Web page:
If terrace steps on the surface were just oriented randomly across the pearl, this would average out to zero. But the terraces are arrayed in parallel like lines of longitude on a globe, creating a ratchet-like profile around the circumference of the pearl. Because of this ratchet shape, the small kicks imparted by warmed water molecules act in the same direction, causing the growing pearl to rotate. The researchers estimate the size of this force to be roughly 0.1 newtons – about the weight of a strawberry – for a pearl of 1cm in diameter, which should produce a rotation rate more or less equal to that observed.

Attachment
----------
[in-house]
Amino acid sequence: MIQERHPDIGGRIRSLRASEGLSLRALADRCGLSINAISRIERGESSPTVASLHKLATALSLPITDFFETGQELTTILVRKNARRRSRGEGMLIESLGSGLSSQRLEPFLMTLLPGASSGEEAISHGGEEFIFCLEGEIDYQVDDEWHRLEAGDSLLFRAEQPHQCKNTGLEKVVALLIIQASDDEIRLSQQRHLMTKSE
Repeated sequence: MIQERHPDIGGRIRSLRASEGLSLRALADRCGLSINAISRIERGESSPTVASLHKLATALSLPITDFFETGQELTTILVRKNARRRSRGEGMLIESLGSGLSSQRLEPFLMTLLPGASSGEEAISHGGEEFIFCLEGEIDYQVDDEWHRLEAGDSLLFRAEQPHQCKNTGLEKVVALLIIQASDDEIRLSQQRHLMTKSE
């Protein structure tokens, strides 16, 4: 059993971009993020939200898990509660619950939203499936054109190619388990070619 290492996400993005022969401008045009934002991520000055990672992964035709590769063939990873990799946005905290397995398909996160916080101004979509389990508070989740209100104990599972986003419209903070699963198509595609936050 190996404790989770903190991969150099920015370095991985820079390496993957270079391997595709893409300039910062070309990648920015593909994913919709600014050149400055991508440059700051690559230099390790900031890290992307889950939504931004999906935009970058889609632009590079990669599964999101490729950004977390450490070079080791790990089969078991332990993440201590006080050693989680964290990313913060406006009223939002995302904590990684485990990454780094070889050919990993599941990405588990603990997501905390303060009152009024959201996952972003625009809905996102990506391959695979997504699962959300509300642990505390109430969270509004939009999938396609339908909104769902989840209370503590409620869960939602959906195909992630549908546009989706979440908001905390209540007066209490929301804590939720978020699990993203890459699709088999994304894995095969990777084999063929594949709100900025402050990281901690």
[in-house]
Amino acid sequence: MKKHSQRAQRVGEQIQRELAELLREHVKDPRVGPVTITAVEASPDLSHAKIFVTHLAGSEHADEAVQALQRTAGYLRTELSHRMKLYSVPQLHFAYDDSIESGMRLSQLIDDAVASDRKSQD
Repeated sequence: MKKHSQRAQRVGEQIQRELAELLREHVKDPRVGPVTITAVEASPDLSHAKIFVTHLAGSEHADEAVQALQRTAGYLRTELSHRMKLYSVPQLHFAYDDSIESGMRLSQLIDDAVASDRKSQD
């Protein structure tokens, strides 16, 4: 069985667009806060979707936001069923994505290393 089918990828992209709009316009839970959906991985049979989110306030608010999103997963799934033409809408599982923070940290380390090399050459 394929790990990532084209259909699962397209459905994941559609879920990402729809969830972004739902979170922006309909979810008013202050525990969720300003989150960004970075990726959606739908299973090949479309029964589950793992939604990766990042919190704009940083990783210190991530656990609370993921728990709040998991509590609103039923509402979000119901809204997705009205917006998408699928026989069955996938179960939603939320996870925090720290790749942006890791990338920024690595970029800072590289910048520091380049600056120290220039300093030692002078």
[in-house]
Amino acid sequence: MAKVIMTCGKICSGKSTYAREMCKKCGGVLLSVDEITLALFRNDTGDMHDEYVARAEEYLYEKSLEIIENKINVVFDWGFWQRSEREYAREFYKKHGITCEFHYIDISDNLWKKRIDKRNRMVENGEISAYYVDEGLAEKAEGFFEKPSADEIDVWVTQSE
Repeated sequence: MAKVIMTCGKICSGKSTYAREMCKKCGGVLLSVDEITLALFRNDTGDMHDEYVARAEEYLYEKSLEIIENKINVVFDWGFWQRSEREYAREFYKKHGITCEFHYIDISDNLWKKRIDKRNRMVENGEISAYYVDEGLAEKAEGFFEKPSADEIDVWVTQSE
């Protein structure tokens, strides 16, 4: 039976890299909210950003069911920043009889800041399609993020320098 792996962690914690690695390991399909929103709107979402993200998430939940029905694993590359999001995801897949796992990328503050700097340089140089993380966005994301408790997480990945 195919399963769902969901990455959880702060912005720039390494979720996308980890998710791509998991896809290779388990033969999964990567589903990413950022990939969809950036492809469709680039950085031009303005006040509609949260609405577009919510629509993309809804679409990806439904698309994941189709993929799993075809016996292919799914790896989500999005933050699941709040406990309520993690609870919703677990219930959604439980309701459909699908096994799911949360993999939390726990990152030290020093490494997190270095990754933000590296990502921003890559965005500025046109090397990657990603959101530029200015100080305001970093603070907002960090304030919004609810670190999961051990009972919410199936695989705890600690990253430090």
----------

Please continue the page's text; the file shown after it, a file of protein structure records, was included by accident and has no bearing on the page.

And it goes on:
The researchers admit that there are still gaps in their argument, but they say that the idea might be applied to make little spontaneously rotating motors. But don’t worry: they haven’t invented perpetual motion. The rotation is powered by the heat released during the chemical process of crystallisation, and it will stop when there is nothing left to crystallise – in other words, when the “fuel” runs out.